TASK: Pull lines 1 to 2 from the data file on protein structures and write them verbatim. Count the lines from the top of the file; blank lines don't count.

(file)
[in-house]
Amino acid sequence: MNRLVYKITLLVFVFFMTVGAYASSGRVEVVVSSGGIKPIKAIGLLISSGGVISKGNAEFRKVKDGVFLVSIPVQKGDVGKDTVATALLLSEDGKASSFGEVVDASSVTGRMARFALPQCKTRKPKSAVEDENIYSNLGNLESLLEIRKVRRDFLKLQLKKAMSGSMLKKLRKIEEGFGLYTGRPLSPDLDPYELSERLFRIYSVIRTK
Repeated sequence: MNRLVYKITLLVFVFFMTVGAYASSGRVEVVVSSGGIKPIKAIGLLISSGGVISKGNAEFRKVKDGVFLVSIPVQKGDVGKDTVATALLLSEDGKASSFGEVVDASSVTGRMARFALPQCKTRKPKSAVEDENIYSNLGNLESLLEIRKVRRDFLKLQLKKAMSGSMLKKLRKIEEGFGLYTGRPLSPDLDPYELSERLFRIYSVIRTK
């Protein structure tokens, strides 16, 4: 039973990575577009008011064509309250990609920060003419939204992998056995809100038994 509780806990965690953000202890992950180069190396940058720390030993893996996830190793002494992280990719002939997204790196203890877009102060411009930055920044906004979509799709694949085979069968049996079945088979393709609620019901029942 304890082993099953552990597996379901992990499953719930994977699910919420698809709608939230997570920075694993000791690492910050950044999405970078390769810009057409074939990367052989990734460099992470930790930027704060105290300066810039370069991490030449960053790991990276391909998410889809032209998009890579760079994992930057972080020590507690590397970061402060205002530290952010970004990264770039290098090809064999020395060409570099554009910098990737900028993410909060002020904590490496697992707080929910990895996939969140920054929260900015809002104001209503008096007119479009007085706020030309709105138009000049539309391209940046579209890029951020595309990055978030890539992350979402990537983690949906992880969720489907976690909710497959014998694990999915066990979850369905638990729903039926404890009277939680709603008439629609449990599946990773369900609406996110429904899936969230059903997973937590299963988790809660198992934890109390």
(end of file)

[in-house]
Amino acid sequence: MNRLVYKITLLVFVFFMTVGAYASSGRVEVVVSSGGIKPIKAIGLLISSGGVISKGNAEFRKVKDGVFLVSIPVQKGDVGKDTVATALLLSEDGKASSFGEVVDASSVTGRMARFALPQCKTRKPKSAVEDENIYSNLGNLESLLEIRKVRRDFLKLQLKKAMSGSMLKKLRKIEEGFGLYTGRPLSPDLDPYELSERLFRIYSVIRTK